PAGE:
9. 12strings

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    Does that mean we don't even have to do it? Paul re-commanded it to the church, to take it seriously...

    AND...how does it differ, then, from baptism, which was also a command (matt. 28) given to the apostles?


    What is "consecration." Are you saying if my pastor prays over the juice & crackers, then anyone can give them out because they are magically blessed? but if he doesn't pray over them, it's not really communion?
     
  10. Matt Black

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    If he's ordained by a successor of said Apostles, then yes; hence how the Church can and does do this today.
     
  11. Yeshua1

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    If we look at the biblical accounts regarding the ordinances of the Church...

    Seems that God puts a MUCH greater emphasis on the fact they only Christians should be partaking, and those in 'good standing", not really just who administers it!
     
  12. Thomas Helwys

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    Best not to try to speak for "the Church", as the Diocese of Sydney of the Anglican Communion believes in, as they term it, "lay presidency".
     
  13. Thomas Helwys

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    Denigrating the laity and enthroning prelacy, are you?

    As I have said to your cousin DHK, nowhere in scripture is the administration (and I'll add "consecration" for your benefit) of the ordinances/sacraments restricted to pastors or clergy.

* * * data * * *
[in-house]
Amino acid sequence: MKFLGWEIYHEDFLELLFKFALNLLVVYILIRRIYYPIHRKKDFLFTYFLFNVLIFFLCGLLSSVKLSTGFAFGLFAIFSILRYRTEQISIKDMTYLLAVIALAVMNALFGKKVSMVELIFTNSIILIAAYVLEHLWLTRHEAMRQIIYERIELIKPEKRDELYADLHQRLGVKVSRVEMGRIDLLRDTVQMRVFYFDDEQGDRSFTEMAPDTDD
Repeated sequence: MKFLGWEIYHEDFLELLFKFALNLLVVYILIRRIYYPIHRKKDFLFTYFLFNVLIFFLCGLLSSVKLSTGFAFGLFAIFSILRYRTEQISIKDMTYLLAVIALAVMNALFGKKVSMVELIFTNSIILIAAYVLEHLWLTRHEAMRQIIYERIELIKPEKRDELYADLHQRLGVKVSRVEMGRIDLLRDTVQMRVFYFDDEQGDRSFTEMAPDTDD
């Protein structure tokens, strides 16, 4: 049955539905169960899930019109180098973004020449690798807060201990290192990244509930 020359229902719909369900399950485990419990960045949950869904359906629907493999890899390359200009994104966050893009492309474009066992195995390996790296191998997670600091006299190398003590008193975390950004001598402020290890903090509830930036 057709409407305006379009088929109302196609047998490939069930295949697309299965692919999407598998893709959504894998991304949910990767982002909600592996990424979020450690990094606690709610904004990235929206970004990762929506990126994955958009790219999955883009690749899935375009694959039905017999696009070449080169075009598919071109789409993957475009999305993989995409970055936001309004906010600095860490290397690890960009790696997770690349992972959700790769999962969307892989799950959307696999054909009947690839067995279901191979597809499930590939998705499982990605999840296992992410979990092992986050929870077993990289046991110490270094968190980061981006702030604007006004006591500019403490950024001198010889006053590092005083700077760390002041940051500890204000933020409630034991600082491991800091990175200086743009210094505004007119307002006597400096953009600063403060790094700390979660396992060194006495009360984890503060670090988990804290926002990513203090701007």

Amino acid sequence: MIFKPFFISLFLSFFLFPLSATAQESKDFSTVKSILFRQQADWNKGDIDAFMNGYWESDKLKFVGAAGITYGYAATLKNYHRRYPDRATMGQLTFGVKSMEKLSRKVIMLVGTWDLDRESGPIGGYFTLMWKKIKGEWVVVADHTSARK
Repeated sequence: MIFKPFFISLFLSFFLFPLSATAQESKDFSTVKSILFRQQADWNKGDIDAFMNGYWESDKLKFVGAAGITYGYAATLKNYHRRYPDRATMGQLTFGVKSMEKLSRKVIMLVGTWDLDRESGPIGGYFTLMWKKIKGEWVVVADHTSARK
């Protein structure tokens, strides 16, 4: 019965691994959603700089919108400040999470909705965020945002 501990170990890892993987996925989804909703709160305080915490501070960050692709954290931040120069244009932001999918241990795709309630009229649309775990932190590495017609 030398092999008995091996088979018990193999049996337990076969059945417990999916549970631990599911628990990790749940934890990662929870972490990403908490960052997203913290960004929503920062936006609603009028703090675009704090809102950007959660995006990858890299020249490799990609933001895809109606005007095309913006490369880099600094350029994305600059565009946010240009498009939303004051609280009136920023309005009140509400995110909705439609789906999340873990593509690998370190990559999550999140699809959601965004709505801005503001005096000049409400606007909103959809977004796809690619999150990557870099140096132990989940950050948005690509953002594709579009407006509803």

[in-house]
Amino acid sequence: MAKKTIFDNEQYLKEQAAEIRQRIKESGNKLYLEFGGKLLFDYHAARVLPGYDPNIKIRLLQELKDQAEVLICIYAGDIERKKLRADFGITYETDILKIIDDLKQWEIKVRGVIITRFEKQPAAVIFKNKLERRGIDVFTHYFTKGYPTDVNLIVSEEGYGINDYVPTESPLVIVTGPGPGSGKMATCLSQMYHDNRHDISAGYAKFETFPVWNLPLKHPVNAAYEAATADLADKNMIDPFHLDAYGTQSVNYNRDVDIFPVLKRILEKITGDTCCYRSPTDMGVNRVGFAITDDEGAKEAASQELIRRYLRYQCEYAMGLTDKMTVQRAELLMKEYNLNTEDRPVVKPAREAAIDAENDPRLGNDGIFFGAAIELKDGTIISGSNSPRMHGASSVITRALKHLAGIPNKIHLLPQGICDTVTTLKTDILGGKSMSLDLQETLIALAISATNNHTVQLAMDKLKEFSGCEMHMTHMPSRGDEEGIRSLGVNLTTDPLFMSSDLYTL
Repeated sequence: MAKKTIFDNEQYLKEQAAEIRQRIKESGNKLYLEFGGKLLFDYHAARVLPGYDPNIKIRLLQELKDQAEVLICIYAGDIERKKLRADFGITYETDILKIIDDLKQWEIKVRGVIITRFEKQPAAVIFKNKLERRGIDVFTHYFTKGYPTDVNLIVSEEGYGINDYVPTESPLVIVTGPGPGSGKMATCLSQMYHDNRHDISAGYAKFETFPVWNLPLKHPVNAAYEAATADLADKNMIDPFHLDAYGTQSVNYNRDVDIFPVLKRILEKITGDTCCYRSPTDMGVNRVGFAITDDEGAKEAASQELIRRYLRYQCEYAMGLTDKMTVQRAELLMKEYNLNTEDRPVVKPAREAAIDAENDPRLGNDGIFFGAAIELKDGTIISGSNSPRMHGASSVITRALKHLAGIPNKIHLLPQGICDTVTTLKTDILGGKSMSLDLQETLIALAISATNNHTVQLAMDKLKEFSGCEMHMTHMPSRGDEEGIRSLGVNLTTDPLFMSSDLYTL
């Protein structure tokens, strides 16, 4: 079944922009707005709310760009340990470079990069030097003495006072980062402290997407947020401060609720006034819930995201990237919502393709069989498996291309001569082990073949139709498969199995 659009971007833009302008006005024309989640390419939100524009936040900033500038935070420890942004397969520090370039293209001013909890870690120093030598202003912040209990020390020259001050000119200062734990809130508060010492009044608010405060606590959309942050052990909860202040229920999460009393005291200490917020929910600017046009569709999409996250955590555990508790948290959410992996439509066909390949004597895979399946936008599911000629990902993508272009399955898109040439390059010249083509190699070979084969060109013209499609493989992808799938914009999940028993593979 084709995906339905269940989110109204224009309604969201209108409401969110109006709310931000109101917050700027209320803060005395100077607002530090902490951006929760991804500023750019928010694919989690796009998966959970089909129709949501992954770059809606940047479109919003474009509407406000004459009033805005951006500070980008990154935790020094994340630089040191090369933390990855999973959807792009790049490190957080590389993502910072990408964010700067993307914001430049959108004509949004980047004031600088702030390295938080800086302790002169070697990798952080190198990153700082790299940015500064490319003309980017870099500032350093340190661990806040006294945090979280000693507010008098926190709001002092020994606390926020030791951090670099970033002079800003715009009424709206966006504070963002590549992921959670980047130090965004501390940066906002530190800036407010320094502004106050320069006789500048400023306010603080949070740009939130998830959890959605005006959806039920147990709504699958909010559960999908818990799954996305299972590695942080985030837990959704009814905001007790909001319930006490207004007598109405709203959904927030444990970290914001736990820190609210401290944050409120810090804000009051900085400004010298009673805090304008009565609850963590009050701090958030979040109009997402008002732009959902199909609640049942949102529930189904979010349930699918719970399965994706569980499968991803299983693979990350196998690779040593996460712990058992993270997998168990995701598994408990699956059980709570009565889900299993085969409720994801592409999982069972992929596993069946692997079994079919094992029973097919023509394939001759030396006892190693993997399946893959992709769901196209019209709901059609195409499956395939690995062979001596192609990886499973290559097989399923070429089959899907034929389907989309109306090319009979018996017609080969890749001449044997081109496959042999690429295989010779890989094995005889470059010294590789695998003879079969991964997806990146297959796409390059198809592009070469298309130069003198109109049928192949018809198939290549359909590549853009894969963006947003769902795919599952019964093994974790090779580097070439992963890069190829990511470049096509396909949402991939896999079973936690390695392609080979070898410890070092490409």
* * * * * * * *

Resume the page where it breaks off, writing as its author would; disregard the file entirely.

14. Thomas Helwys

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    It's delightful to see so many good Baptists upholding scriptural and historic Baptist principles on this matter!
     
  15. 12strings

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    I suspect you would take it even farther than I would, since you seem to think 3 people sitting at home constitute "the church."

    In your view, do you see small local churches forming and unforming everytime a small group of christians meets?
     
  16. 12strings

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    So if a Bible get's dropped out of an airplane in a tribal area, and some people find it, believe in Christ, and form a church, then they can do baptisms but not communion, because no ordained successor has consecrated it?

    (And perhaps an interesting aside...would they realize this restriction from their plain reading of scripture?)

    And finally, (again), are there any scriptures to back up what you are saying?
     
  17. Yeshua1

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    There cannot be any, for the Bible does NOT support at all this notion of an "Apostolic sucession!"
     
  18. Thomas Helwys

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    Is this a serious question?
     
  19. Matt Black

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    No, but there is such a thing as church order and discipline, is there not?

    Yes this is how the Church has done it (++Peter Jensen's personal opinion notwithstanding) since the beginning.
     
  20. Matt Black

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    They can do whatever they want; whether it would be licit or not is another matter...

    Again, one can realize anything one wants from a 'plain reading' of Scripture, which is of course why we have so many disagreements here. Whether your 'plain reading' , DHK's or mine is correct or not is, again, another matter...

    Your question assumes that my theology is based on Scripture operating in a vacuum. It isn't: I don't subscribe to sola Scriptura as, as I have hinted above, it is clearly not a workable theological methodology - and, ironically, is not actually Scriptural. The New Testament is not and was never intended to be a 'How to do Church' manual; rather, some of us 'do Church' in a certain way because our spiritual ancestors have done it that way, and their spiritual predecessors have too, right back to the Apostolic Age.